Natto: Japan's Probiotic Superfood
[Lecture] March 21, 6:30 PM
Natto, a sticky concoction of fermented soybeans known for its numerous health benefits and distinctive smell and texture, is a staple in Japan. Chock-full of probiotics, this Japanese superfood is also vegan, gluten-free, and a concentrated source of vitamins and minerals. At this talk, microbiologist and natto maker Ann Yonetani, founder of Brooklyn-based NYrture Food, dishes on her favorite ways to prepare natto, examines both traditional and novel culinary pairings, and breaks down the food science behind this soybean sensation.
Recommended Shows (6)
Directing Godzilla: The Life of Filmmaker Ishiro Honda
[Lecture] February 21, 6:30 PM
Godzilla, Mothra, The Mysterians — Japan’s most celebrated monster movies and sci-fi classics were brought to the screen by filmmaker Ishiro Honda. A long-overlooked talent, Honda is now considered one of the most influential directors of Japanese cinematic history, wowing audiences with fantastical special effects while expressing the anxieties of Japan’s postwar reality. At this talk, Steve Ryfle, noted scholar of Japanese science fiction cinema and author of Ishiro Honda: A Life in Film, From Godzilla to Kurosawa, draws back the curtain on the man behind the monsters.
Next event2/21/2018 6:30 PM
Ghosts of the Tsunami: Seven Years After 3/11
[Lecture] March 1, 6:30 PM
The earthquake and tsunami that struck Japan in 2011 was one of the country’s most catastrophic natural disasters, and the impact of the disaster is still being felt even seven years later. Best-selling author and foreign correspondent for The Times of London, Richard Lloyd Parry, reported from the disaster zone for six years following the devastation. Parry joins us to discuss his latest work, Ghosts of the Tsunami: Death and Life in Japan’s Disaster Zone, a revealing investigation into the hauntings and mysteries of a town hit especially hard by the tragedy.
Next event3/1/2018 6:30 PM
Kumihimo: Japanese Decorative Braiding
[Workshop] March 13, 6:30 PM
The beautiful Japanese craft of kumihimo, in which fabric cords are interlaced into an intricate braid, has been incorporated into Japanese fashion for centuries, from kimono accessories to samurai armor lacing. The design possibilities are endless, depending on the color, thickness and number of cords used. This traditional Japanese braiding recently gained renewed attention around the world thanks to the popular animated film Your Name (Kimi no Na Wa). At this workshop, join us to make your own one-of-a-kind kumihimo creation with mixed media artist Amanda Hu.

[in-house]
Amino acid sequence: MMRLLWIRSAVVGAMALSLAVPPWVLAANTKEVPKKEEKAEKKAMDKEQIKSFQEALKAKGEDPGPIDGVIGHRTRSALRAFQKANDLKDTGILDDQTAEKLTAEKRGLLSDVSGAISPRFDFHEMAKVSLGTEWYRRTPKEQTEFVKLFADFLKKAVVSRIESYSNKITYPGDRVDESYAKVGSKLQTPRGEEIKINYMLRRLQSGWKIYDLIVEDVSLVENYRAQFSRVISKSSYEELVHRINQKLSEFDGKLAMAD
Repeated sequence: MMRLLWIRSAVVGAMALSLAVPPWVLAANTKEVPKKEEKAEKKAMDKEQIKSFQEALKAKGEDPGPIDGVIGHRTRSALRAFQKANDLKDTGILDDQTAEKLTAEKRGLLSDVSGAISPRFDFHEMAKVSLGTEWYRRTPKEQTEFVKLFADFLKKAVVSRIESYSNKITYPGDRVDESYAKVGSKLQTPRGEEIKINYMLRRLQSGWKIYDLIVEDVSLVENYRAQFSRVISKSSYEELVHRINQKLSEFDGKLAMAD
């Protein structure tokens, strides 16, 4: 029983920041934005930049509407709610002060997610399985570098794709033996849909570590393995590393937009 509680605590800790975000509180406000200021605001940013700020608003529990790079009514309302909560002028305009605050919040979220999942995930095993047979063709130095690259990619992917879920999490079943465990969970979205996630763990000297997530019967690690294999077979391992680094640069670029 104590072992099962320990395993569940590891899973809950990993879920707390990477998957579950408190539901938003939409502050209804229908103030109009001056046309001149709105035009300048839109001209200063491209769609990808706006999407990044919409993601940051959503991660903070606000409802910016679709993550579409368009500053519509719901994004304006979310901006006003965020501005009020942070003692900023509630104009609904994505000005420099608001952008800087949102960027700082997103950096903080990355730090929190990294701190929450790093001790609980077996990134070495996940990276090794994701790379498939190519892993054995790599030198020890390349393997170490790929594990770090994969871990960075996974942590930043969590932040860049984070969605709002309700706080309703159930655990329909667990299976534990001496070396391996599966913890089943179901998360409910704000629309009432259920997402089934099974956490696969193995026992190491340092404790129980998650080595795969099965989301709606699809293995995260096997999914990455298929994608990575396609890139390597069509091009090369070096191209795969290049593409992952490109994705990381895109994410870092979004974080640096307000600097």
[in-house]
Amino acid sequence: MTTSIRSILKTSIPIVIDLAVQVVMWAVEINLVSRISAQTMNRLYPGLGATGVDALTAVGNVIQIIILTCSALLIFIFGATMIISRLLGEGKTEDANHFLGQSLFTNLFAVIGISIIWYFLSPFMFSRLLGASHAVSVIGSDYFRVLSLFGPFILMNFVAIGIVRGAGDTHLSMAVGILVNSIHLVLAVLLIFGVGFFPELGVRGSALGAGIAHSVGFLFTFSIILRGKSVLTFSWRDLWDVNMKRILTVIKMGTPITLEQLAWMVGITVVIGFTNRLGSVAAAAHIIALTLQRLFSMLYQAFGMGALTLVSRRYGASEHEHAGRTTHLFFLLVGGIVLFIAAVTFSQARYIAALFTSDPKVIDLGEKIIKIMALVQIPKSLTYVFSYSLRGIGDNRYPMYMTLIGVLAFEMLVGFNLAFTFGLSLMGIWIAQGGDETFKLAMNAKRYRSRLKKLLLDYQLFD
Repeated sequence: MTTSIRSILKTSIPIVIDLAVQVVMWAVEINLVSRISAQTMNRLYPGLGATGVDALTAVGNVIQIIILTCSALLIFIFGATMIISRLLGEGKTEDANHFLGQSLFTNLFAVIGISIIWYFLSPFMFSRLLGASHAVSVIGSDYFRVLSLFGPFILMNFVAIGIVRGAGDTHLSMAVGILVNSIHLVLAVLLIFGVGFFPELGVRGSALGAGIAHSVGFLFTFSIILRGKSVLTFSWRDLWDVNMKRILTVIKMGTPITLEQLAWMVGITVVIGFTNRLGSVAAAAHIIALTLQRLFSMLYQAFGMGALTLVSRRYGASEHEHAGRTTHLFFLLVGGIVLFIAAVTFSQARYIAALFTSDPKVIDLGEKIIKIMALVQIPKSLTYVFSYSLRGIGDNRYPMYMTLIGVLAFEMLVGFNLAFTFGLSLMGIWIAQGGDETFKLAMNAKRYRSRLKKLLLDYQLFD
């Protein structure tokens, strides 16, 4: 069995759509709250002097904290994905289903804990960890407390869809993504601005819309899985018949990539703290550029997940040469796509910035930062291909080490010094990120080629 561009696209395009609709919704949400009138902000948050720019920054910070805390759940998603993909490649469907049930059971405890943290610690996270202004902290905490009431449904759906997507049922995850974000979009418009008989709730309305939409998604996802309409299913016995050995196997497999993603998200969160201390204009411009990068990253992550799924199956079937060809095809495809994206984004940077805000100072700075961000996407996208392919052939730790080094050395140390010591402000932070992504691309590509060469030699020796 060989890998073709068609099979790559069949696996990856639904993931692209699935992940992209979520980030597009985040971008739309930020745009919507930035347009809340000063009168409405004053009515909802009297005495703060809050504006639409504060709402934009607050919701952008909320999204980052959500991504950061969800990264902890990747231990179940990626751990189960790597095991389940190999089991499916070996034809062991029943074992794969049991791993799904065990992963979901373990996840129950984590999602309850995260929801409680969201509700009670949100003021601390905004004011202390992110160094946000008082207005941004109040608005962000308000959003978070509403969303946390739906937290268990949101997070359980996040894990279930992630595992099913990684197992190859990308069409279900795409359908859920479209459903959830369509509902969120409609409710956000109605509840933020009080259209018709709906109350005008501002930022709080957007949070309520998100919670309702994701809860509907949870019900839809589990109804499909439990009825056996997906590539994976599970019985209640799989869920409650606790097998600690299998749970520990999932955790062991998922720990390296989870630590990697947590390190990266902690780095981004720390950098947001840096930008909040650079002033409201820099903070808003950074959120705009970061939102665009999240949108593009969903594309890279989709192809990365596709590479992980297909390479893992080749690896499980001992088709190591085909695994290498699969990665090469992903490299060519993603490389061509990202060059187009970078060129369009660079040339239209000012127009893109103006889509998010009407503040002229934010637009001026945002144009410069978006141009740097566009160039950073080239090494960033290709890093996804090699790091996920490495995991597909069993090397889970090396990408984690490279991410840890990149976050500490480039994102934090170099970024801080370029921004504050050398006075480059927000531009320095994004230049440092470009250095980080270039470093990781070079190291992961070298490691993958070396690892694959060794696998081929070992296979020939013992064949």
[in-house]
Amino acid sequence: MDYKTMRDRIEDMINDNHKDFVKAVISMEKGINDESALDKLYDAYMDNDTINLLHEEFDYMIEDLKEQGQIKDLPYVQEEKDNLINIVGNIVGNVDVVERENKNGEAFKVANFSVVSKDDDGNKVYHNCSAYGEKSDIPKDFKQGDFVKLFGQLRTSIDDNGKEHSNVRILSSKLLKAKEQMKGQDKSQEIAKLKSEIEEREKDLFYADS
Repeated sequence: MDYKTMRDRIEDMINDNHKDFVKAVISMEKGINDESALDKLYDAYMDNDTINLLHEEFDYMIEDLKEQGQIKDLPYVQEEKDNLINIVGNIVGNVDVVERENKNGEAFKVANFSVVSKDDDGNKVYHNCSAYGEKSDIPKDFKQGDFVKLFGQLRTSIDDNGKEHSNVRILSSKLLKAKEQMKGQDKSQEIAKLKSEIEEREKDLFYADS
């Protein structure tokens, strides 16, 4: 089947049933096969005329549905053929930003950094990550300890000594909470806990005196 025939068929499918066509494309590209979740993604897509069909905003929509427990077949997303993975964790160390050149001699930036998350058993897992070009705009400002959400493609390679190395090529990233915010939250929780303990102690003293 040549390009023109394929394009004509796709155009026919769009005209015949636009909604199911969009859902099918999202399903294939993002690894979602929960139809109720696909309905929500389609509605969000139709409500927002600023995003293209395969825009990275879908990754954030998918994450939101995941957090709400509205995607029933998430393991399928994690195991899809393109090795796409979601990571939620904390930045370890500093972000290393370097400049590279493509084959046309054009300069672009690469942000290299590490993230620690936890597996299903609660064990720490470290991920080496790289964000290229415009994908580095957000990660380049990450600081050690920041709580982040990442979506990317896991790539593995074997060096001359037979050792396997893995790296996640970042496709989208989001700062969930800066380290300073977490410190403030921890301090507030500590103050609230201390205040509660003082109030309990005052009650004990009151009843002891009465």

Next event3/13/2018 6:30 PM
Japanese Green Tea 101: From Matcha to Sakura Sencha
[Lecture] April 12, 6:30 PM
Matcha, sencha, gyokuro, hojicha — how many kinds of Japanese green tea do you know? At this talk, Rona Tison, tea expert and Exec. Vice President of ITO EN North America, the global leaders of green tea, will take you through the fundamentals of this invigorating beverage. Learn how to best brew and drink the teas, the health benefits you may expect, and the new trends in the world of tea. Watch live as Tison demonstrates the delicate artistry of the Japanese tea brewing process and how to pair green teas with wagashi sweets. It's time to embrace the arrival of spring with a little green... tea!
Next event4/12/2018 6:30 PM
The Way of Whisky
[Lecture] April 19, 6:30 PM
What makes Japanese whisky "Japanese?" That is the question award-winning author and whisky expert Dave Broom set out to answer in his book, The Way of Whisky. Broom's journey took him to whisky distilleries across Japan, where he uncovered how Japanese craftsmanship, customs and nature combine to make these fine whiskies so unique. Join us to discover the subtle characteristics of this finely crafted spirit and the role Japan's traditional arts play in its production and appreciation. Moderated by Noah Rothbaum, editor of The Daily Beast's Drink + Food section.
Next event4/19/2018 6:30 PM
The Path to Enlightenment: Dai Ajari Ryojun Shionuma
[Lecture] April 24, 6:30 PM
Dai Ajari Ryojun Shionuma is one of the only people alive to have completed two of the most difficult ascetic practices in the Shugendo Buddhist tradition. The Omine Thousand Day Circumambulation Practice is a sacred journey to enlightenment. For one thousand days, Shionuma ascended 4,000 feet up to the summit of Japan's Mt. Omine, then back down again, traversing rocky terrain, battling the elements, and marching on despite injury or illness. After finishing this strenuous training, he went on to complete the Four Deprivations — nine days straight without food, water, sleep or even lying down. Shionuma, who earned the exalted title of Dai Ajari and went on to found Jigenji temple, joins us to share the life lessons he learned on his journey to awakening.
Next event4/24/2018 6:30 PM